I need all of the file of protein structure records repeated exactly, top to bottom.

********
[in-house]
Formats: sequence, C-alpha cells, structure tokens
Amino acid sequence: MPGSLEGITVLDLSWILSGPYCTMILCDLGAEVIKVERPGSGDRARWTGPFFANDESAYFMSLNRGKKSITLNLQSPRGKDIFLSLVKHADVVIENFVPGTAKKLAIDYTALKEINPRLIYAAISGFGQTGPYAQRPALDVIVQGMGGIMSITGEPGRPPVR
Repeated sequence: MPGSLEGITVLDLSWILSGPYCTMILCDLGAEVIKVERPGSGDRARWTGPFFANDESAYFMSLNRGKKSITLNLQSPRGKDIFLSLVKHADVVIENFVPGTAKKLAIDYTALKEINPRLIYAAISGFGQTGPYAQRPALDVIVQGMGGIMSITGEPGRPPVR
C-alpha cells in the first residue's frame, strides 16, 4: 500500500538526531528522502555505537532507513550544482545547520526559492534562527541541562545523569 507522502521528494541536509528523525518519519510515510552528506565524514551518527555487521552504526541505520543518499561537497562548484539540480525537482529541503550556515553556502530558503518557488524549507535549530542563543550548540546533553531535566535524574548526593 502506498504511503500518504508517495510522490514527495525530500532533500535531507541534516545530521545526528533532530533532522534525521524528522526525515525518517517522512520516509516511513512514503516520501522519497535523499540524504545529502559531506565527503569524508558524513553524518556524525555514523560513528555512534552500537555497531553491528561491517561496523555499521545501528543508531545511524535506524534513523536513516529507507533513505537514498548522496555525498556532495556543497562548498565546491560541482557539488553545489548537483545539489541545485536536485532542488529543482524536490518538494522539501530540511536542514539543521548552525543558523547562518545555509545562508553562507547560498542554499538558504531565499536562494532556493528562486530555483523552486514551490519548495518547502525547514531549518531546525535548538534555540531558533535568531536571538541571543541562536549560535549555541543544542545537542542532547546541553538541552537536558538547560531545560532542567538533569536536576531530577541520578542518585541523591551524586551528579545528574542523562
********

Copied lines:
[in-house]
Formats: sequence, C-alpha cells, structure tokens
Amino acid sequence: MPGSLEGITVLDLSWILSGPYCTMILCDLGAEVIKVERPGSGDRARWTGPFFANDESAYFMSLNRGKKSITLNLQSPRGKDIFLSLVKHADVVIENFVPGTAKKLAIDYTALKEINPRLIYAAISGFGQTGPYAQRPALDVIVQGMGGIMSITGEPGRPPVR
Repeated sequence: MPGSLEGITVLDLSWILSGPYCTMILCDLGAEVIKVERPGSGDRARWTGPFFANDESAYFMSLNRGKKSITLNLQSPRGKDIFLSLVKHADVVIENFVPGTAKKLAIDYTALKEINPRLIYAAISGFGQTGPYAQRPALDVIVQGMGGIMSITGEPGRPPVR
C-alpha cells in the first residue's frame, strides 16, 4: 500500500538526531528522502555505537532507513550544482545547520526559492534562527541541562545523569 507522502521528494541536509528523525518519519510515510552528506565524514551518527555487521552504526541505520543518499561537497562548484539540480525537482529541503550556515553556502530558503518557488524549507535549530542563543550548540546533553531535566535524574548526593 502506498504511503500518504508517495510522490514527495525530500532533500535531507541534516545530521545526528533532530533532522534525521524528522526525515525518517517522512520516509516511513512514503516520501522519497535523499540524504545529502559531506565527503569524508558524513553524518556524525555514523560513528555512534552500537555497531553491528561491517561496523555499521545501528543508531545511524535506524534513523536513516529507507533513505537514498548522496555525498556532495556543497562548498565546491560541482557539488553545489548537483545539489541545485536536485532542488529543482524536490518538494522539501530540511536542514539543521548552525543558523547562518545555509545562508553562507547560498542554499538558504531565499536562494532556493528562486530555483523552486514551490519548495518547502525547514531549518531546525535548538534555540531558533535568531536571538541571543541562536549560535549555541543544542545537542542532547546541553538541552537536558538547560531545560532542567538533569536536576531530577541520578542518585541523591551524586551528579545528574542523562